'To understand Singapore, head to a hawker centre'
Experts on why our hawker culture is an excellent choice for Unesco's Intangible Cultural Heritage list
It took over six months of public engagement and many focus group sessions involving more than 140 people before hawker culture was selected as part of Singapore's intangible culture.
In naming it as Singapore's nomination for Unesco's Intangible Cultural Heritage during Sunday's National Day Rally, Prime Minister Lee Hsien Loong spoke of hawker culture being a unique part of Singapore's society, heritage and identity.
In his Mandarin speech, he described hawker centres as the nation's "community dining rooms".
Local food consultant K. F. Seetoh said he and other food experts, including celebrity chef Violet Oon, had raised the idea because all Singaporeans can identify with hawker culture.
Mr Seetoh told The New Paper: "It is something worth celebrating - a place where people from all walks of life can come together.
"It is not fancy or trendy, it just is a place where Singaporeans can eat and bond. Through hawker culture, you can really understand Singapore."
Mr Seetoh said any cynicism over the choice was put to bed once the focus groups realised that hawker culture fit the Unesco criteria to a tee.
According to Unesco, intangible cultural heritage is found in oral traditions, performing arts, social practices, rituals, and traditional craftsmanship knowledge and techniques, among other things.
Started in 2008, Unesco's list of about 400 elements - including Malaysia's Mak Yong theatre, Indonesia's batik and India's yoga on the world stage - sets out to demonstrate the diversity of world heritage and ensure its protection.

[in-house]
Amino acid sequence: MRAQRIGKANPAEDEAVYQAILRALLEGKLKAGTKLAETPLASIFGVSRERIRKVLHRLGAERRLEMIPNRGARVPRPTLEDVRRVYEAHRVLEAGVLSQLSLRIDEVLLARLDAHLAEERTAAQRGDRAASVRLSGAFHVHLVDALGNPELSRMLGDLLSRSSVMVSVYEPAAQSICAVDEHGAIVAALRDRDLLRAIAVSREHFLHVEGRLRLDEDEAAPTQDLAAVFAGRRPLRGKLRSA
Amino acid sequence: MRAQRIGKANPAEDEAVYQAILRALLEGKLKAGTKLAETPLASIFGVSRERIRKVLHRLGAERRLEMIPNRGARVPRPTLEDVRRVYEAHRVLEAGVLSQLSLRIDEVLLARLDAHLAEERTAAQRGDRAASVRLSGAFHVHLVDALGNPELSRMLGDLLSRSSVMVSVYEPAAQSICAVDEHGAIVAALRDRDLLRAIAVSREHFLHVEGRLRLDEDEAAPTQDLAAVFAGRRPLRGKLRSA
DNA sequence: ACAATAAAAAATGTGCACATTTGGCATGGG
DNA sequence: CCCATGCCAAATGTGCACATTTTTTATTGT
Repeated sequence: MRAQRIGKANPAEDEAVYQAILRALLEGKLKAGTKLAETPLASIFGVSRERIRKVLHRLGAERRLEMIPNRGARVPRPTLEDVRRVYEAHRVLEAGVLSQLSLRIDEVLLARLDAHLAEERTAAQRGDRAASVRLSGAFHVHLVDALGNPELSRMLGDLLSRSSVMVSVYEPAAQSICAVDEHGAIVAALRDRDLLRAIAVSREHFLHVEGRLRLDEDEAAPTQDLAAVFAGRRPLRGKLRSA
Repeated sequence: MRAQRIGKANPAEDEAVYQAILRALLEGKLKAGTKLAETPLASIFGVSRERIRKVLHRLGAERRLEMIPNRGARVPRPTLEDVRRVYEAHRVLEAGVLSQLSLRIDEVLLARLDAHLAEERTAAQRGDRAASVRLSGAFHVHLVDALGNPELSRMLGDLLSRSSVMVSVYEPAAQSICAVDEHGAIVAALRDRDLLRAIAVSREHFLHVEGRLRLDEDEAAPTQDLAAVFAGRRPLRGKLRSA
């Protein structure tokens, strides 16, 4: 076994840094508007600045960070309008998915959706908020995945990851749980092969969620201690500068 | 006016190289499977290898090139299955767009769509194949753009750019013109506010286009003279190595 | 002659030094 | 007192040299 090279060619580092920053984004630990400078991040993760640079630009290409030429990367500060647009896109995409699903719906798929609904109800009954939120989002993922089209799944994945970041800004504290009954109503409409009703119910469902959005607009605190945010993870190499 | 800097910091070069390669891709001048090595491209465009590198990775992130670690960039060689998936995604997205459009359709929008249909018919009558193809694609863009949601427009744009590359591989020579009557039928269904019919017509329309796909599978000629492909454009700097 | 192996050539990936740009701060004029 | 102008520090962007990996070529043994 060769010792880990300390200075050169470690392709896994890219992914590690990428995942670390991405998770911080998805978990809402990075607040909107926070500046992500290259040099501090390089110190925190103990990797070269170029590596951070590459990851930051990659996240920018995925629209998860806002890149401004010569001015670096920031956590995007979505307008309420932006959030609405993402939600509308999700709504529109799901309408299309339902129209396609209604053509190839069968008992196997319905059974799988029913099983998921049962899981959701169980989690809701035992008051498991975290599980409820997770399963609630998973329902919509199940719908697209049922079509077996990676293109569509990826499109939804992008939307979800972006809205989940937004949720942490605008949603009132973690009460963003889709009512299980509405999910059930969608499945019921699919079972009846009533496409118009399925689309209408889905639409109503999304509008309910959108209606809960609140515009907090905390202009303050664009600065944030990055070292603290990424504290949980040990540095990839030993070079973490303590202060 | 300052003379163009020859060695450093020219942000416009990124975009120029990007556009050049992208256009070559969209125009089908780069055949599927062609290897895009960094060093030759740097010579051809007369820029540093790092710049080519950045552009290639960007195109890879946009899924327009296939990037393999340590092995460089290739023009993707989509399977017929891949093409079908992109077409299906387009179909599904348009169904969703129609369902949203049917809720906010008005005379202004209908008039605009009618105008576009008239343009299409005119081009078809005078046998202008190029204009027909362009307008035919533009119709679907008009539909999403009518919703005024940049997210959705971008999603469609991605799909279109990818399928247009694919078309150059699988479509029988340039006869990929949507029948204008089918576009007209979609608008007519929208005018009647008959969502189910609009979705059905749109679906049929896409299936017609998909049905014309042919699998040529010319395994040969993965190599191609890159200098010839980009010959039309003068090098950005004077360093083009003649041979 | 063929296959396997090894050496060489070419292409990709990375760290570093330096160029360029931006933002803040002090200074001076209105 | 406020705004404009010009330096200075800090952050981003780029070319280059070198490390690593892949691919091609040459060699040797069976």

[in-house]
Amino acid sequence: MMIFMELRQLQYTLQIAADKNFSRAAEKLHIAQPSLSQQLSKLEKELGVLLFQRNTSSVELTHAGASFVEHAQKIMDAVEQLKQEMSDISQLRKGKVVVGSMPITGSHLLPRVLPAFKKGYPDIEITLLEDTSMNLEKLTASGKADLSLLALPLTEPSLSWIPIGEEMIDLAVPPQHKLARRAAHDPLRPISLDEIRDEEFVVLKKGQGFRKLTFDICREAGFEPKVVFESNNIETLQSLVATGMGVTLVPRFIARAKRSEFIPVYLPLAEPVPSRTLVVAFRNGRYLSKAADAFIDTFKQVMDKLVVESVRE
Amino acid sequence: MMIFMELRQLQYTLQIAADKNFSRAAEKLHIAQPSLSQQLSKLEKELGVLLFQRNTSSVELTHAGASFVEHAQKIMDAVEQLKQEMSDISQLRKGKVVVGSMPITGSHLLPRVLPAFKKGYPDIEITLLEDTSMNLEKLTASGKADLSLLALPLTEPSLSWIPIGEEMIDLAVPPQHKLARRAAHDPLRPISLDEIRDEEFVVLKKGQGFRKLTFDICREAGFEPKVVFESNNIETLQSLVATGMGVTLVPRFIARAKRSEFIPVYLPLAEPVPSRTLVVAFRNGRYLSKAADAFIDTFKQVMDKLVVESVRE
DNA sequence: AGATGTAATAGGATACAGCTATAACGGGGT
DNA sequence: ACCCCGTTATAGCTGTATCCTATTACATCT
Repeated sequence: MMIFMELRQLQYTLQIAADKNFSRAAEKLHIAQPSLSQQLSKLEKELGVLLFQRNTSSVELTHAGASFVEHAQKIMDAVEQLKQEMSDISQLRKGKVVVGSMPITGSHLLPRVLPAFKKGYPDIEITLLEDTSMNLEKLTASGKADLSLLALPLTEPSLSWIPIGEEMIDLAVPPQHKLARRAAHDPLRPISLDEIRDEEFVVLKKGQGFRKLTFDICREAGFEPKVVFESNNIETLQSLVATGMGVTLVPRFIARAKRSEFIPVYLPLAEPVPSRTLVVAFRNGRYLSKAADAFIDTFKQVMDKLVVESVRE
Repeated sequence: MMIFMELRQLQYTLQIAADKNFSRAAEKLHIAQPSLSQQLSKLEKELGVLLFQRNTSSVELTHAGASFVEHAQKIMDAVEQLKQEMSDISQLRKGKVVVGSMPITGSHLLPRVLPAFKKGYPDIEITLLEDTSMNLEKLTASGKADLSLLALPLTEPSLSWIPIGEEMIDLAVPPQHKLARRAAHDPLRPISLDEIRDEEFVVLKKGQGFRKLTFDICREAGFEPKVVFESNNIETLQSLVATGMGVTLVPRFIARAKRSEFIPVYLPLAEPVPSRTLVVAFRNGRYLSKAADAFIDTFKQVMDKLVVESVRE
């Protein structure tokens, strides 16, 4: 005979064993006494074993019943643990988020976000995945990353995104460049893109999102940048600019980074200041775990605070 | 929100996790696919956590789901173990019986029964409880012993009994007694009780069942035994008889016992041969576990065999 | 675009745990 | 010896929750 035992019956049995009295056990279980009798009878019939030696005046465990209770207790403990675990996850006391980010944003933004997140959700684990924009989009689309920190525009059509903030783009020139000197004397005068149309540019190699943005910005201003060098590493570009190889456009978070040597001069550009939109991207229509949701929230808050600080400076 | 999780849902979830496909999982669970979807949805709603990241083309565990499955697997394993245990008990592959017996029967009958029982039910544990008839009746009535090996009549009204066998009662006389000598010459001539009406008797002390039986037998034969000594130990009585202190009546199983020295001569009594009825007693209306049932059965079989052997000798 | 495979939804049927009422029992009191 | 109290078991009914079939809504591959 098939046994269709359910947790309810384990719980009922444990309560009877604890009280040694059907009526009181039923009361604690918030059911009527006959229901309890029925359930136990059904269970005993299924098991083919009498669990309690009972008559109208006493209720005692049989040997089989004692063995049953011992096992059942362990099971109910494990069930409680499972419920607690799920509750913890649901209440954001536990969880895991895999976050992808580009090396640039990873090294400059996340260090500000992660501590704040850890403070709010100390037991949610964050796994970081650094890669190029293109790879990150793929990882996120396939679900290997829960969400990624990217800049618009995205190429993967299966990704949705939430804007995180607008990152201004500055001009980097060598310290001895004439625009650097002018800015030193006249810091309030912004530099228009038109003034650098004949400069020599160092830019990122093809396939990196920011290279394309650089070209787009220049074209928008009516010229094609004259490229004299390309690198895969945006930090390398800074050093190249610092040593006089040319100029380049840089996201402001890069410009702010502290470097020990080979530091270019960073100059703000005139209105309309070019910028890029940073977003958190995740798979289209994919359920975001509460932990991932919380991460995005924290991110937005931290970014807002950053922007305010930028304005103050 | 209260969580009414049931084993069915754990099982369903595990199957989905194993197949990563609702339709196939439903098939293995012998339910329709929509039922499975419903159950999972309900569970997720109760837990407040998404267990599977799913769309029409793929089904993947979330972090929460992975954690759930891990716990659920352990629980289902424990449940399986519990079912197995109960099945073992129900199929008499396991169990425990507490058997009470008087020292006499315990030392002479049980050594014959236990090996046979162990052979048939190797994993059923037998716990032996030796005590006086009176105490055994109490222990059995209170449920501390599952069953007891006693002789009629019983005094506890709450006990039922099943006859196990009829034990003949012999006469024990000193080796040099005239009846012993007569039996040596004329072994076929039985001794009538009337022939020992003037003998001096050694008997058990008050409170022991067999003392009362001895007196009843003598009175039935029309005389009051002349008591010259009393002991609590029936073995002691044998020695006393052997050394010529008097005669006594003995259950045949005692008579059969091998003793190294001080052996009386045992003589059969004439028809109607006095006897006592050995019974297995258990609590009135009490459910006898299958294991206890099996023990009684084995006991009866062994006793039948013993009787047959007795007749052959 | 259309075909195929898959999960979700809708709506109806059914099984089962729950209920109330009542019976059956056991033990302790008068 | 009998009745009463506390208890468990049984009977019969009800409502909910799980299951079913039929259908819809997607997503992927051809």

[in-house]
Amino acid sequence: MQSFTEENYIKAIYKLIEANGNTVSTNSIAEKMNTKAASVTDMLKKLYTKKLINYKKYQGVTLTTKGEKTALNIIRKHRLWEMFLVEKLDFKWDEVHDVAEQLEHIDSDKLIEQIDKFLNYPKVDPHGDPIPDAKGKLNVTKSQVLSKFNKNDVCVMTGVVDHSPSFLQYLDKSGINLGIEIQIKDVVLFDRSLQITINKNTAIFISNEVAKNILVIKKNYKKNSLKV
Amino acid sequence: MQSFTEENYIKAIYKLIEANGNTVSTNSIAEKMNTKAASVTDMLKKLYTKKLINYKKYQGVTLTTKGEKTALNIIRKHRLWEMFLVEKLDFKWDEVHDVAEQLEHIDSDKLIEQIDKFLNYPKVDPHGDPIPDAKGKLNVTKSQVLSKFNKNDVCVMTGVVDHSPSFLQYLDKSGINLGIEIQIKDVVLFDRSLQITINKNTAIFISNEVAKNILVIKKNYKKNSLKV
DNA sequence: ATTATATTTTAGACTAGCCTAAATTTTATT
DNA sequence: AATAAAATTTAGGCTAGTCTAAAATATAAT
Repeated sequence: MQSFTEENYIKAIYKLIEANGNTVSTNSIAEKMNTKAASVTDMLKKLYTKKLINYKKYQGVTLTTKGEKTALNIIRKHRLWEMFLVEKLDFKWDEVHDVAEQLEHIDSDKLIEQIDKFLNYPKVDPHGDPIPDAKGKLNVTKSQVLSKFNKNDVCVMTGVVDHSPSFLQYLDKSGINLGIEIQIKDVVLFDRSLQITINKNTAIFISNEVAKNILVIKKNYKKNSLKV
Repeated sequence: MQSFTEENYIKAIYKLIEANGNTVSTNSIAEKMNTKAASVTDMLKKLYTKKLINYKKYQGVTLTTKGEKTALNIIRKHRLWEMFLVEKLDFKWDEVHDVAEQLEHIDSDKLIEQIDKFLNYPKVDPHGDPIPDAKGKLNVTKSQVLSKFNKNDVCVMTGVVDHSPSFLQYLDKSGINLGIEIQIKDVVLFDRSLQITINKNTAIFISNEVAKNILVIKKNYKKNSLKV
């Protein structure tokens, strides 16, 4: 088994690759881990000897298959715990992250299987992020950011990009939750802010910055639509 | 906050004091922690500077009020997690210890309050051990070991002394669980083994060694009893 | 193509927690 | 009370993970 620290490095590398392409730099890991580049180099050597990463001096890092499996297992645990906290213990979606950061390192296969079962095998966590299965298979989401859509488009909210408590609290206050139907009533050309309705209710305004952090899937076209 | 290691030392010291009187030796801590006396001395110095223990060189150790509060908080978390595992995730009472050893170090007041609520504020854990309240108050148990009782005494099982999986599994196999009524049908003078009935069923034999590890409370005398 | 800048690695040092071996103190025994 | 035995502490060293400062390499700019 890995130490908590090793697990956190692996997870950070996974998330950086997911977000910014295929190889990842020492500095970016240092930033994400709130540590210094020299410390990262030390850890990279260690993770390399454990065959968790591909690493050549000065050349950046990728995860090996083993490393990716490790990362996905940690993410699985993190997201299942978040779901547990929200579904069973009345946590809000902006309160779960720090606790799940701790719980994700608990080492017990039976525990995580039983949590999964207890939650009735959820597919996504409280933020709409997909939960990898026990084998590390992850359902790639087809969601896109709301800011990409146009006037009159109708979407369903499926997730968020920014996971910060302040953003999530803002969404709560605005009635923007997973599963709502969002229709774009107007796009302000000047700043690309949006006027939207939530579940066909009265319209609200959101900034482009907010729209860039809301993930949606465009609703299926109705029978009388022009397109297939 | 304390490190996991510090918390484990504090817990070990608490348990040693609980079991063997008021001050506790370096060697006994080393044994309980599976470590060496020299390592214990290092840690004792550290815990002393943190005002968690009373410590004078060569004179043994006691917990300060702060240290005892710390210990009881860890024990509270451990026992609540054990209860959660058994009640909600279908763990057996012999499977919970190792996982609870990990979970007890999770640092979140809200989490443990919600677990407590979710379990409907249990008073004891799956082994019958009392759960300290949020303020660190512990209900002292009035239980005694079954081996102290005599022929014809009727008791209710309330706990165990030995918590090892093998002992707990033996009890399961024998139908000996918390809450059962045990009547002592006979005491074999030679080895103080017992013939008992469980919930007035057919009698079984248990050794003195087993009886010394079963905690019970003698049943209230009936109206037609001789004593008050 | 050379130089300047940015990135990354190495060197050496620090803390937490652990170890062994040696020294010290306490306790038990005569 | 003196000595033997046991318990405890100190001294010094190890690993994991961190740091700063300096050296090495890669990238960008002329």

Singapore Heritage Society president Jack Tsen-Ta Lee said: "I could see the logic of selecting hawker culture as Singapore's first nomination because it is something that cuts across all communities."
He said other elements that were proposed, such as Peranakan culture and Eurasian culture, were not exclusive to Singapore.
Dr Lee said that one concern he had regarding the proposal to nominate Singapore hawker culture was that neighbouring countries could also claim to have similar hawker cultures.
"I suppose the NHB (National Heritage Board), in consultation with the public, will have to try to identify what is unique about Singapore's hawker culture."
ISEAS-Yusof Ishak Institute sociologist Terence Chong said: "While other countries like Malaysia, Indonesia and Thailand might have something like our hawker centres, they tend to be more like street food."
Unlike other countries, which may have hawkers who are mobile, we have a fixed site for people to gather under one roof, he said.
The way hawker centres here are regulated and controlled also reflects Singapore's orderliness, Mr Chong added.
Agreeing with the nomination, Ms Frances Loke Wei, 24, said: "It's a living exhibition of Singapore's motley culture that you won't find in a museum of artefacts.
"At the roundtable discussion I attended, it was a pretty unanimous vote, I believe.
"As a linguist, I also like to think of it as a pasar (Malay for market) for languages: a microcosm of Singapore as a whole, its transactional nature and origins, peppered with languages from around the region."
Ms Norizwani Ismail, 49, a hawker, hopes Singapore will succeed with the nomination.
She said hawker centres cut across generations, and when people talk about Singaporean food, they think of hawker centres.
She said: "A hawker centre is not just a place to eat, but also where families come to bond and people get together. It is a Singapore trademark."
And there is the food, of course.
As Mr Lee put it: "One element could be the mixture of different cuisines which may not be found in other parts of the world, in particular dishes that are a blend of more than one traditional cuisine."